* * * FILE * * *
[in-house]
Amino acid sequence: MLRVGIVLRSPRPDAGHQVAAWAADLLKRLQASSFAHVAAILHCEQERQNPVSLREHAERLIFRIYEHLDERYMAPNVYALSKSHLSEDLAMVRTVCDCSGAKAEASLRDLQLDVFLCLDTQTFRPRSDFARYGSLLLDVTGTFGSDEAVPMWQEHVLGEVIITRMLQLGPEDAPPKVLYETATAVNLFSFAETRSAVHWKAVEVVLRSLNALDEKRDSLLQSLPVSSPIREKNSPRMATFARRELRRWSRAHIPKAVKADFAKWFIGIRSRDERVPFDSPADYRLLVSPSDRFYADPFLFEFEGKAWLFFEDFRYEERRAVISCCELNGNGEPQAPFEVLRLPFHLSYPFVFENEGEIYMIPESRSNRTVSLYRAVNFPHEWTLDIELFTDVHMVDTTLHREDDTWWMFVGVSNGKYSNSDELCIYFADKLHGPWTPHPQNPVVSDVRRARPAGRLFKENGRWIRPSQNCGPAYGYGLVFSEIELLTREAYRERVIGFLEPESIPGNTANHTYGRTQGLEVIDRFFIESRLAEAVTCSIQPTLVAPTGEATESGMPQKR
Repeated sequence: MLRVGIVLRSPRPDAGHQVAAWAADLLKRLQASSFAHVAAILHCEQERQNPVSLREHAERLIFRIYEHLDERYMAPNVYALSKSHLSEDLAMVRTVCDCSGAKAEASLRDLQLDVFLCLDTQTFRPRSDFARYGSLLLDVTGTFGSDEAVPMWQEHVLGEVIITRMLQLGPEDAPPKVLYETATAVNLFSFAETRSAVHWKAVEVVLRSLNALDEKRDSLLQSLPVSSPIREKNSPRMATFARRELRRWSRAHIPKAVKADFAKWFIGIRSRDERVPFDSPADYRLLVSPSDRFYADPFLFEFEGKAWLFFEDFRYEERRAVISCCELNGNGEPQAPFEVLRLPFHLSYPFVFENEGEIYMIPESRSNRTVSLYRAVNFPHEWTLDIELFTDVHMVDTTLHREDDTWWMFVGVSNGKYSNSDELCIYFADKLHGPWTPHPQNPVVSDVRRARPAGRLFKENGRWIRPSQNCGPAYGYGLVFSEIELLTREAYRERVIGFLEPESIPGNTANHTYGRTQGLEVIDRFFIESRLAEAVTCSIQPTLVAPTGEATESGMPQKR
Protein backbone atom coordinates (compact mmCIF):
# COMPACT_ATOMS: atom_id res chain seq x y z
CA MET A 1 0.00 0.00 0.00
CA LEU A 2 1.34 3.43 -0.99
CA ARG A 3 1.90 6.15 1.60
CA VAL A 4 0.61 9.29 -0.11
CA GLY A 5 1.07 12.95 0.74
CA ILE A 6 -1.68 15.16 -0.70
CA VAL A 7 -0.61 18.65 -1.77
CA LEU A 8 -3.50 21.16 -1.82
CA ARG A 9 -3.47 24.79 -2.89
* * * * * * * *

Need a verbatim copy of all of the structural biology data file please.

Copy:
[in-house]
Amino acid sequence: MLRVGIVLRSPRPDAGHQVAAWAADLLKRLQASSFAHVAAILHCEQERQNPVSLREHAERLIFRIYEHLDERYMAPNVYALSKSHLSEDLAMVRTVCDCSGAKAEASLRDLQLDVFLCLDTQTFRPRSDFARYGSLLLDVTGTFGSDEAVPMWQEHVLGEVIITRMLQLGPEDAPPKVLYETATAVNLFSFAETRSAVHWKAVEVVLRSLNALDEKRDSLLQSLPVSSPIREKNSPRMATFARRELRRWSRAHIPKAVKADFAKWFIGIRSRDERVPFDSPADYRLLVSPSDRFYADPFLFEFEGKAWLFFEDFRYEERRAVISCCELNGNGEPQAPFEVLRLPFHLSYPFVFENEGEIYMIPESRSNRTVSLYRAVNFPHEWTLDIELFTDVHMVDTTLHREDDTWWMFVGVSNGKYSNSDELCIYFADKLHGPWTPHPQNPVVSDVRRARPAGRLFKENGRWIRPSQNCGPAYGYGLVFSEIELLTREAYRERVIGFLEPESIPGNTANHTYGRTQGLEVIDRFFIESRLAEAVTCSIQPTLVAPTGEATESGMPQKR
Repeated sequence: MLRVGIVLRSPRPDAGHQVAAWAADLLKRLQASSFAHVAAILHCEQERQNPVSLREHAERLIFRIYEHLDERYMAPNVYALSKSHLSEDLAMVRTVCDCSGAKAEASLRDLQLDVFLCLDTQTFRPRSDFARYGSLLLDVTGTFGSDEAVPMWQEHVLGEVIITRMLQLGPEDAPPKVLYETATAVNLFSFAETRSAVHWKAVEVVLRSLNALDEKRDSLLQSLPVSSPIREKNSPRMATFARRELRRWSRAHIPKAVKADFAKWFIGIRSRDERVPFDSPADYRLLVSPSDRFYADPFLFEFEGKAWLFFEDFRYEERRAVISCCELNGNGEPQAPFEVLRLPFHLSYPFVFENEGEIYMIPESRSNRTVSLYRAVNFPHEWTLDIELFTDVHMVDTTLHREDDTWWMFVGVSNGKYSNSDELCIYFADKLHGPWTPHPQNPVVSDVRRARPAGRLFKENGRWIRPSQNCGPAYGYGLVFSEIELLTREAYRERVIGFLEPESIPGNTANHTYGRTQGLEVIDRFFIESRLAEAVTCSIQPTLVAPTGEATESGMPQKR
Protein backbone atom coordinates (compact mmCIF):
# COMPACT_ATOMS: atom_id res chain seq x y z
CA MET A 1 0.00 0.00 0.00
CA LEU A 2 1.34 3.43 -0.99
CA ARG A 3 1.90 6.15 1.60
CA VAL A 4 0.61 9.29 -0.11
CA GLY A 5 1.07 12.95 0.74
CA ILE A 6 -1.68 15.16 -0.70
CA VAL A 7 -0.61 18.65 -1.77
CA LEU A 8 -3.50 21.16 -1.82
CA ARG A 9 -3.47 24.79 -2.89